With the release of Qt 5.12, Qt for Python is officially supported and can be used to write full-fledged Qt applications using Python as the main programming language (https://blog.qt.io/blog/2018/12/18/qt-python-5-12-released/).
This prompted us to also take a closer look at the bindings (the Python module is called PySide2) and also the underlying technology, namely the binding generator called Shiboken2.
This post will show you how to create a set of Python bindings for a small Qt library from scratch.
The Qt bindings themselves are easy to install and use.
If you have a python interpreter and the pip package manager set up on your system, whether it is Windows or Linux, you can install the module via pip install PySide2 and are ready to go.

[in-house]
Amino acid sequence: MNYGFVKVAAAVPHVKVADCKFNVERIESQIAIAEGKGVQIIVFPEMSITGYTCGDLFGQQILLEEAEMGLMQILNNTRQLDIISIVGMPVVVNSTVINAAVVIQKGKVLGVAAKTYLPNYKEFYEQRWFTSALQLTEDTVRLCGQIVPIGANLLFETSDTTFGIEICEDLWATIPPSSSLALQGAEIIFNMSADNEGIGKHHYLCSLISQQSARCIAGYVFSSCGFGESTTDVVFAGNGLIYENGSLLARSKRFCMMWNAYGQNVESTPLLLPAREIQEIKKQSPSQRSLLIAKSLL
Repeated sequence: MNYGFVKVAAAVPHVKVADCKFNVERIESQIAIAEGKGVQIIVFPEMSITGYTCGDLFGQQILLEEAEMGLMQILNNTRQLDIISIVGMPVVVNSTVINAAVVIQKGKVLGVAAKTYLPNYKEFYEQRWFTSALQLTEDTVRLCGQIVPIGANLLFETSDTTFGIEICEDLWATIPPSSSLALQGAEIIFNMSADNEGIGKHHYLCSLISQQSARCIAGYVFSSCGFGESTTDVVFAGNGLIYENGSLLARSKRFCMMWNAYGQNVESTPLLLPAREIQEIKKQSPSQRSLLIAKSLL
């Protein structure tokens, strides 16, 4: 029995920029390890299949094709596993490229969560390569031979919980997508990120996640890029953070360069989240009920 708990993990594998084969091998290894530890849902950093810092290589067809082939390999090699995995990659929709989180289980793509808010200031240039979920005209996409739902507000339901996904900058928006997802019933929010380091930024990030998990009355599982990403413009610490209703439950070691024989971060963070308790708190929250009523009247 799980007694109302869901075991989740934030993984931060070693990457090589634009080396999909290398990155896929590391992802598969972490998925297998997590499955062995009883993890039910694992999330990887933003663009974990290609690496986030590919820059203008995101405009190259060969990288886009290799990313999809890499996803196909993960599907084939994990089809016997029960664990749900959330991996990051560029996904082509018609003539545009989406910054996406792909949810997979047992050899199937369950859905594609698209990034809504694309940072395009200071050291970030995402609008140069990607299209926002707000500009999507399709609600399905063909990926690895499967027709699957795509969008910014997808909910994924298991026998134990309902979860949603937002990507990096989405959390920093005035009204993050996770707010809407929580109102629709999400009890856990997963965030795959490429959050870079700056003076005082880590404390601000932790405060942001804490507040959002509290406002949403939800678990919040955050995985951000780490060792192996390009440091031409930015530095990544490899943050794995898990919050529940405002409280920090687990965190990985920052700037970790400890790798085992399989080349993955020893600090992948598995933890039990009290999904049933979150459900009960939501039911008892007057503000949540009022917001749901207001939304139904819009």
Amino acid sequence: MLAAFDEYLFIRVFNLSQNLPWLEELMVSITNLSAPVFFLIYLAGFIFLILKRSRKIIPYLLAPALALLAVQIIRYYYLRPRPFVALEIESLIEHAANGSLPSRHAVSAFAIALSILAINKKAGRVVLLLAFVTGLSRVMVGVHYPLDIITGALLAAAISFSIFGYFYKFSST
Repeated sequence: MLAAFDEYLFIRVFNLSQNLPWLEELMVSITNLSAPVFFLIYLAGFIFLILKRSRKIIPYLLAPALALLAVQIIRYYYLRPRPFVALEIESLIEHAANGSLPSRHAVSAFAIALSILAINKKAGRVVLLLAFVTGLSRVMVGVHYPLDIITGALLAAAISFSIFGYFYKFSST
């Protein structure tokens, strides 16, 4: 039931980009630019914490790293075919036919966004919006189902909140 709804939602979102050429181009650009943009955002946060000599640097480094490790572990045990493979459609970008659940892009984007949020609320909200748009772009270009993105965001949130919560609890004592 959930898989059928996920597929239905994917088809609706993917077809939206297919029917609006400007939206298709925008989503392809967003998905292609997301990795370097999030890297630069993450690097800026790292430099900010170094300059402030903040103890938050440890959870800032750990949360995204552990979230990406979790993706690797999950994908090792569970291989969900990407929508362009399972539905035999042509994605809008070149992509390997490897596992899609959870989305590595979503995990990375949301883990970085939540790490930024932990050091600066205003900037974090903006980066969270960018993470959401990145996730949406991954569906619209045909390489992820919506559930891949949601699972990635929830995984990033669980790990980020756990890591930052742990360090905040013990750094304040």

While it is nice to use the Qt framework from Python it is even better to be able to quickly create Python bindings for your own Qt libraries and use their API from Python with relatively little work.
All examples on this article have been run on Ubuntu 18.04, the setup steps for other platforms might vary.
Since the most recent documentation advises to build Shiboken2 from source for building your own bindings, we will do that now.Continue reading Using Shiboken2 to create Python bindings for a Qt library